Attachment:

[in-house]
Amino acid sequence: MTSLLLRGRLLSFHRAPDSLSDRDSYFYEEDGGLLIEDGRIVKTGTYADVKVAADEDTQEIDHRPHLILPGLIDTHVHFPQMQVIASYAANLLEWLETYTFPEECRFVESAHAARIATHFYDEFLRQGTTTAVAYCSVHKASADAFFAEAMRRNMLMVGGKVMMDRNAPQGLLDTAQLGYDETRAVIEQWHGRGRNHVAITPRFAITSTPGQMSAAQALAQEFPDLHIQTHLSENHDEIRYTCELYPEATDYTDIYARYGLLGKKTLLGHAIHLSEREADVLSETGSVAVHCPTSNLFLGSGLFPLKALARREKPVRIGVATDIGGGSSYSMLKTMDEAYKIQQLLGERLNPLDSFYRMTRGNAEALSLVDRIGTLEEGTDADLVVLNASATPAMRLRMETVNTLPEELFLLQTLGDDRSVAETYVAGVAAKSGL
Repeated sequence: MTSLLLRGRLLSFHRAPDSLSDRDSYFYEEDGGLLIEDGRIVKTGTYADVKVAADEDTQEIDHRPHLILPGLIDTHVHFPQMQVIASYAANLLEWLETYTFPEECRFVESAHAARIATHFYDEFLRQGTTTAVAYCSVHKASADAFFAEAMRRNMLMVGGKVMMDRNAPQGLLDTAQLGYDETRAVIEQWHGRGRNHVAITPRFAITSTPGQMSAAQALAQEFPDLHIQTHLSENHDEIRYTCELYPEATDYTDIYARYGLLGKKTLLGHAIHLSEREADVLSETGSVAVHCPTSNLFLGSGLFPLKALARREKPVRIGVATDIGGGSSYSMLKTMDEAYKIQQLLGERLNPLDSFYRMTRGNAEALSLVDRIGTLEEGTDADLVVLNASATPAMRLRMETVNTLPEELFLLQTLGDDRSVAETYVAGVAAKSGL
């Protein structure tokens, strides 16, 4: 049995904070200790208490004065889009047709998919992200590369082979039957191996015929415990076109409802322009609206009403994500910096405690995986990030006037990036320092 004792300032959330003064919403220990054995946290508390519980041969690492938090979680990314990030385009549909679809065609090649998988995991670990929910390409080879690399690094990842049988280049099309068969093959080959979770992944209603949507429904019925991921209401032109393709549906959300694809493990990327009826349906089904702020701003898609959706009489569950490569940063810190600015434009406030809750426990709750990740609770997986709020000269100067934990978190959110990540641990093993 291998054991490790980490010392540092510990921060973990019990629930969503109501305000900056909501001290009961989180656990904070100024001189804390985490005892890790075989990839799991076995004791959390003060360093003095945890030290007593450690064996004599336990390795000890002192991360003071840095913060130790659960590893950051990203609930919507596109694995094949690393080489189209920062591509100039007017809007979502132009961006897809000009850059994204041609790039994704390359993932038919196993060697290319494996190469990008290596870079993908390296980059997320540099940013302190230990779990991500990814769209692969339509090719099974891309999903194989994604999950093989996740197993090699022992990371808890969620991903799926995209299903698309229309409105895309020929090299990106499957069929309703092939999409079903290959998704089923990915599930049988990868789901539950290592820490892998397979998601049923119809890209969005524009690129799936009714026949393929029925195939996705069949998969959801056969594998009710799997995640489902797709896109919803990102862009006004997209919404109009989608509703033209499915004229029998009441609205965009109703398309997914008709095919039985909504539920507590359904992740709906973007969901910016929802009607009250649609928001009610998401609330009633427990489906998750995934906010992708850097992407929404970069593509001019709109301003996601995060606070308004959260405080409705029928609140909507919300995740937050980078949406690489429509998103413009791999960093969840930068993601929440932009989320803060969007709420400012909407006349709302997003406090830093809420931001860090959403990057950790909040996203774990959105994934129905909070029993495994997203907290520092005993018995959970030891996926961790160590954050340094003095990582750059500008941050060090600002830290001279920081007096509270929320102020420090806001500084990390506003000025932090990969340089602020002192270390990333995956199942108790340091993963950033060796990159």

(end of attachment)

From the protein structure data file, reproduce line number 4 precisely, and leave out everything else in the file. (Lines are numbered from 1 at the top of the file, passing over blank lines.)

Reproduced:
């Protein structure tokens, strides 16, 4: 049995904070200790208490004065889009047709998919992200590369082979039957191996015929415990076109409802322009609206009403994500910096405690995986990030006037990036320092 004792300032959330003064919403220990054995946290508390519980041969690492938090979680990314990030385009549909679809065609090649998988995991670990929910390409080879690399690094990842049988280049099309068969093959080959979770992944209603949507429904019925991921209401032109393709549906959300694809493990990327009826349906089904702020701003898609959706009489569950490569940063810190600015434009406030809750426990709750990740609770997986709020000269100067934990978190959110990540641990093993 291998054991490790980490010392540092510990921060973990019990629930969503109501305000900056909501001290009961989180656990904070100024001189804390985490005892890790075989990839799991076995004791959390003060360093003095945890030290007593450690064996004599336990390795000890002192991360003071840095913060130790659960590893950051990203609930919507596109694995094949690393080489189209920062591509100039007017809007979502132009961006897809000009850059994204041609790039994704390359993932038919196993060697290319494996190469990008290596870079993908390296980059997320540099940013302190230990779990991500990814769209692969339509090719099974891309999903194989994604999950093989996740197993090699022992990371808890969620991903799926995209299903698309229309409105895309020929090299990106499957069929309703092939999409079903290959998704089923990915599930049988990868789901539950290592820490892998397979998601049923119809890209969005524009690129799936009714026949393929029925195939996705069949998969959801056969594998009710799997995640489902797709896109919803990102862009006004997209919404109009989608509703033209499915004229029998009441609205965009109703398309997914008709095919039985909504539920507590359904992740709906973007969901910016929802009607009250649609928001009610998401609330009633427990489906998750995934906010992708850097992407929404970069593509001019709109301003996601995060606070308004959260405080409705029928609140909507919300995740937050980078949406690489429509998103413009791999960093969840930068993601929440932009989320803060969007709420400012909407006349709302997003406090830093809420931001860090959403990057950790909040996203774990959105994934129905909070029993495994997203907290520092005993018995959970030891996926961790160590954050340094003095990582750059500008941050060090600002830290001279920081007096509270929320102020420090806001500084990390506003000025932090990969340089602020002192270390990333995956199942108790340091993963950033060796990159």